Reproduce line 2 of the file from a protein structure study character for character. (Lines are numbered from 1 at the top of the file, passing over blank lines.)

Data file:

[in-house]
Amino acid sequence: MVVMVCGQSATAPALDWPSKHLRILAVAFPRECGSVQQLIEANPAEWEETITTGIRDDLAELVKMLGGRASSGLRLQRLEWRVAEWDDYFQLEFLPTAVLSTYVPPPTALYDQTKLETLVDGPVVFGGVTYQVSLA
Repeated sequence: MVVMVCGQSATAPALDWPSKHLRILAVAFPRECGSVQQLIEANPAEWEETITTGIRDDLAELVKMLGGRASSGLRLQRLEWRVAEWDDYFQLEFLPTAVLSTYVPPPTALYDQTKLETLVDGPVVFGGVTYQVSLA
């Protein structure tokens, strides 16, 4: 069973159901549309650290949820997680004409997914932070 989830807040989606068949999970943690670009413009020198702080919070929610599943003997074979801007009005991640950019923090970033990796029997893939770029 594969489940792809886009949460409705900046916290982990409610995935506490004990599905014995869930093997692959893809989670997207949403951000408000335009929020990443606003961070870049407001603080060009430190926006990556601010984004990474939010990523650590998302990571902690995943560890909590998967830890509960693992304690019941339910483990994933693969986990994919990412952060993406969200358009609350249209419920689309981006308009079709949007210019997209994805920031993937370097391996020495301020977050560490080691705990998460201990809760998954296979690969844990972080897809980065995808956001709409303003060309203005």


Amino acid sequence: MVVMVCGQSATAPALDWPSKHLRILAVAFPRECGSVQQLIEANPAEWEETITTGIRDDLAELVKMLGGRASSGLRLQRLEWRVAEWDDYFQLEFLPTAVLSTYVPPPTALYDQTKLETLVDGPVVFGGVTYQVSLA